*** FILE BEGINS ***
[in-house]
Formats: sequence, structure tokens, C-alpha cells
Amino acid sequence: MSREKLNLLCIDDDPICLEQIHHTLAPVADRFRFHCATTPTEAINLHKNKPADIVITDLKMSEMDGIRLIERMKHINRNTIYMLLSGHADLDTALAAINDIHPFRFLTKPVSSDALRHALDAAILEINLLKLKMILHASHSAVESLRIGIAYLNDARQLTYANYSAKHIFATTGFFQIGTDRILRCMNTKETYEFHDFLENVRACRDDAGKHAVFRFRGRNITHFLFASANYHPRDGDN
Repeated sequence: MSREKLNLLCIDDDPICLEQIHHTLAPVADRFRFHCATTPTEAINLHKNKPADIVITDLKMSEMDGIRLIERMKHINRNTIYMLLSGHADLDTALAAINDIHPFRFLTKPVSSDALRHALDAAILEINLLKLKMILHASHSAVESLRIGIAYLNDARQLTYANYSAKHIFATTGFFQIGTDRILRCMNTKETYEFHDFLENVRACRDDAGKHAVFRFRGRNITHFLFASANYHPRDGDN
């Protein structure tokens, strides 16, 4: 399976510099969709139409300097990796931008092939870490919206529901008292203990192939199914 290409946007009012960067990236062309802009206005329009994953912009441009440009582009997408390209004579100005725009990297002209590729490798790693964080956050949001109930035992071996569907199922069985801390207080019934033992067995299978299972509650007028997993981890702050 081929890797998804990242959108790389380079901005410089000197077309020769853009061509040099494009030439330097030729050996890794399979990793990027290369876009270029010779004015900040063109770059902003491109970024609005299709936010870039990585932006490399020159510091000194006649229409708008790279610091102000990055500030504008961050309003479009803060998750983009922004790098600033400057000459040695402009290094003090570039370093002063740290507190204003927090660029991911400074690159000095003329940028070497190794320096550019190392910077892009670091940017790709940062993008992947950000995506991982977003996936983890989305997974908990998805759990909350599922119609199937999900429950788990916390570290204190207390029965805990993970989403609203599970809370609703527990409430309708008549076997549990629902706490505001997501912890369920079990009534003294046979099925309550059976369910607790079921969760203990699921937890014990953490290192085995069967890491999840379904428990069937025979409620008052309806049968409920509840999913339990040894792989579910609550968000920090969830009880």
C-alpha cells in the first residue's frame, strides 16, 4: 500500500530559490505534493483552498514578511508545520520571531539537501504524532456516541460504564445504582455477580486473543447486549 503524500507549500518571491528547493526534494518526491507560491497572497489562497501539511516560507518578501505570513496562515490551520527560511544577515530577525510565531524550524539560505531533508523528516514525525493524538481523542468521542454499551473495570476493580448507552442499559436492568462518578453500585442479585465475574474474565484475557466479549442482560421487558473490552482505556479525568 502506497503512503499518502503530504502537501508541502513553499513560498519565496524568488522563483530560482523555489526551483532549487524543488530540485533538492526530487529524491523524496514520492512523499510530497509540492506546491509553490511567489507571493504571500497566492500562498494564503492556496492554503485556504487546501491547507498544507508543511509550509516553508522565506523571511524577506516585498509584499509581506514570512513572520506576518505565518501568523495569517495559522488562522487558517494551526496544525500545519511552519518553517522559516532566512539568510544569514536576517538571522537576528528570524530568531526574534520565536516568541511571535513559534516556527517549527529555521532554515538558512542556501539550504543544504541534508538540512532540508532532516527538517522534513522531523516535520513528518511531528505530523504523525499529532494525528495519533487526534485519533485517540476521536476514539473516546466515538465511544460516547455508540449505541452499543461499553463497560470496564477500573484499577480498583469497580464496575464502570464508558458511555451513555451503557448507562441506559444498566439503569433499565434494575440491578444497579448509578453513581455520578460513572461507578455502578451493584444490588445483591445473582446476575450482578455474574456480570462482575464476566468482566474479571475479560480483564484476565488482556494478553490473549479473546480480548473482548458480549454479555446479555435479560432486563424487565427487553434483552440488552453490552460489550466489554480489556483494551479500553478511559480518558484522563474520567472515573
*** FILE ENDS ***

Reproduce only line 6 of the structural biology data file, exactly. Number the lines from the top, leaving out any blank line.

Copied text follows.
C-alpha cells in the first residue's frame, strides 16, 4: 500500500530559490505534493483552498514578511508545520520571531539537501504524532456516541460504564445504582455477580486473543447486549 503524500507549500518571491528547493526534494518526491507560491497572497489562497501539511516560507518578501505570513496562515490551520527560511544577515530577525510565531524550524539560505531533508523528516514525525493524538481523542468521542454499551473495570476493580448507552442499559436492568462518578453500585442479585465475574474474565484475557466479549442482560421487558473490552482505556479525568 502506497503512503499518502503530504502537501508541502513553499513560498519565496524568488522563483530560482523555489526551483532549487524543488530540485533538492526530487529524491523524496514520492512523499510530497509540492506546491509553490511567489507571493504571500497566492500562498494564503492556496492554503485556504487546501491547507498544507508543511509550509516553508522565506523571511524577506516585498509584499509581506514570512513572520506576518505565518501568523495569517495559522488562522487558517494551526496544525500545519511552519518553517522559516532566512539568510544569514536576517538571522537576528528570524530568531526574534520565536516568541511571535513559534516556527517549527529555521532554515538558512542556501539550504543544504541534508538540512532540508532532516527538517522534513522531523516535520513528518511531528505530523504523525499529532494525528495519533487526534485519533485517540476521536476514539473516546466515538465511544460516547455508540449505541452499543461499553463497560470496564477500573484499577480498583469497580464496575464502570464508558458511555451513555451503557448507562441506559444498566439503569433499565434494575440491578444497579448509578453513581455520578460513572461507578455502578451493584444490588445483591445473582446476575450482578455474574456480570462482575464476566468482566474479571475479560480483564484476565488482556494478553490473549479473546480480548473482548458480549454479555446479555435479560432486563424487565427487553434483552440488552453490552460489550466489554480489556483494551479500553478511559480518558484522563474520567472515573